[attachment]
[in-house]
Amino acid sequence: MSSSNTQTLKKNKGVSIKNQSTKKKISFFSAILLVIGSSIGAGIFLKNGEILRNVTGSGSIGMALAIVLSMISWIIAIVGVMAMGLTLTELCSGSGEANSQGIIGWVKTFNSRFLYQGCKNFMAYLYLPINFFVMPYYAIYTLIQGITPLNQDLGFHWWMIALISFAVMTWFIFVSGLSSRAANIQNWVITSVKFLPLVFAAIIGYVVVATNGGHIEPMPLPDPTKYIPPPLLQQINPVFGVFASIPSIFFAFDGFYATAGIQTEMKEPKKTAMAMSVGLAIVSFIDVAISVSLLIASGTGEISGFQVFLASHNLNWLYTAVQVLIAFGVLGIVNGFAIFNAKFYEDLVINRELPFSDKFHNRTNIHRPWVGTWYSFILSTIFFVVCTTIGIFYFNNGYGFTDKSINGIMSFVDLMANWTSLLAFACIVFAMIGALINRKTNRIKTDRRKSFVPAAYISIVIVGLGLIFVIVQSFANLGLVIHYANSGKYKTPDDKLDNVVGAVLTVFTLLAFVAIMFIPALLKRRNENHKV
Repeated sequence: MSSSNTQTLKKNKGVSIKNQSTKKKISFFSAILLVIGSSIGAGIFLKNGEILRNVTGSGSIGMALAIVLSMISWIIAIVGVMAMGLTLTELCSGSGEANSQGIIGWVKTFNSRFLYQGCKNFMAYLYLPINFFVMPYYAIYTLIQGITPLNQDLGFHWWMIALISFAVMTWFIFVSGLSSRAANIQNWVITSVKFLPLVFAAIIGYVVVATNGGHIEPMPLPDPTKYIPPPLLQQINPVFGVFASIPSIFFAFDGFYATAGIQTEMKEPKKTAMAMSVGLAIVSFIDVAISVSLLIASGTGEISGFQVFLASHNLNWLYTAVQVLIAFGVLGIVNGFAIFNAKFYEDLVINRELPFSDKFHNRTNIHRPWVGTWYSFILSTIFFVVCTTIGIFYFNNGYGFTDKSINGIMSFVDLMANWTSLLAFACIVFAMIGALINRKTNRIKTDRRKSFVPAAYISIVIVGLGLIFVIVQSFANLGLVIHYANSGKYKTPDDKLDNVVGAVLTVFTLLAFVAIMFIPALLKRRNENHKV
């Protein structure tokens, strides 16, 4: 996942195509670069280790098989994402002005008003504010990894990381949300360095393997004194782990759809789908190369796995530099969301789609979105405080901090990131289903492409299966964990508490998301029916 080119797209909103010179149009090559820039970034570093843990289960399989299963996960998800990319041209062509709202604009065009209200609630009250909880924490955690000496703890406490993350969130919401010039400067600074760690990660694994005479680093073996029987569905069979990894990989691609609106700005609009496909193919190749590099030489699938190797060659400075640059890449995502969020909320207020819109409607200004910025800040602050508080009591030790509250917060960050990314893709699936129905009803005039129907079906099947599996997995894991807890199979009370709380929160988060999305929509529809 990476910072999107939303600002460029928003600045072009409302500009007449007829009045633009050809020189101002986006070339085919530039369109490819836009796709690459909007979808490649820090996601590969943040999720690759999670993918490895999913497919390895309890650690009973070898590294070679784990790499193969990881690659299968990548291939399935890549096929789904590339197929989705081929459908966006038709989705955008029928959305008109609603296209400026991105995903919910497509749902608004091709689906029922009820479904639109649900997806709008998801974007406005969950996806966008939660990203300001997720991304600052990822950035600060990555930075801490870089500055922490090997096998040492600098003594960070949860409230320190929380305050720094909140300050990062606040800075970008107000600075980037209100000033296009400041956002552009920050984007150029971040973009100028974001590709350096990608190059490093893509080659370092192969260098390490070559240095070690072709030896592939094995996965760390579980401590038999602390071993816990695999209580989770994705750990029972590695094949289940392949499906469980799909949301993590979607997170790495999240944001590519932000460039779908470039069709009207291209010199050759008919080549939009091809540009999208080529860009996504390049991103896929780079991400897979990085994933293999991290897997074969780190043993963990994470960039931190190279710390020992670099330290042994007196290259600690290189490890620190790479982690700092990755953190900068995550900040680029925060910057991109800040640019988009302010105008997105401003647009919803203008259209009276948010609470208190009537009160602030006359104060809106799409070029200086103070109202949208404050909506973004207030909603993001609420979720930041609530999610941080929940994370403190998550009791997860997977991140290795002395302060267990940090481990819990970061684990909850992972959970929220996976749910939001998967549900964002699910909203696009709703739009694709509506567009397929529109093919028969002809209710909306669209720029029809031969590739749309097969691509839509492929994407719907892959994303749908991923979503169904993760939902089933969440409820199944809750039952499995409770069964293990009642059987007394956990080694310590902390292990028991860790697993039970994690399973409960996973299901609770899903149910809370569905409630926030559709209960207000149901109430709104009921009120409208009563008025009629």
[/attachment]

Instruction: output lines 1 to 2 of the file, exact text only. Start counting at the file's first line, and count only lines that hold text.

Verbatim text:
[in-house]
Amino acid sequence: MSSSNTQTLKKNKGVSIKNQSTKKKISFFSAILLVIGSSIGAGIFLKNGEILRNVTGSGSIGMALAIVLSMISWIIAIVGVMAMGLTLTELCSGSGEANSQGIIGWVKTFNSRFLYQGCKNFMAYLYLPINFFVMPYYAIYTLIQGITPLNQDLGFHWWMIALISFAVMTWFIFVSGLSSRAANIQNWVITSVKFLPLVFAAIIGYVVVATNGGHIEPMPLPDPTKYIPPPLLQQINPVFGVFASIPSIFFAFDGFYATAGIQTEMKEPKKTAMAMSVGLAIVSFIDVAISVSLLIASGTGEISGFQVFLASHNLNWLYTAVQVLIAFGVLGIVNGFAIFNAKFYEDLVINRELPFSDKFHNRTNIHRPWVGTWYSFILSTIFFVVCTTIGIFYFNNGYGFTDKSINGIMSFVDLMANWTSLLAFACIVFAMIGALINRKTNRIKTDRRKSFVPAAYISIVIVGLGLIFVIVQSFANLGLVIHYANSGKYKTPDDKLDNVVGAVLTVFTLLAFVAIMFIPALLKRRNENHKV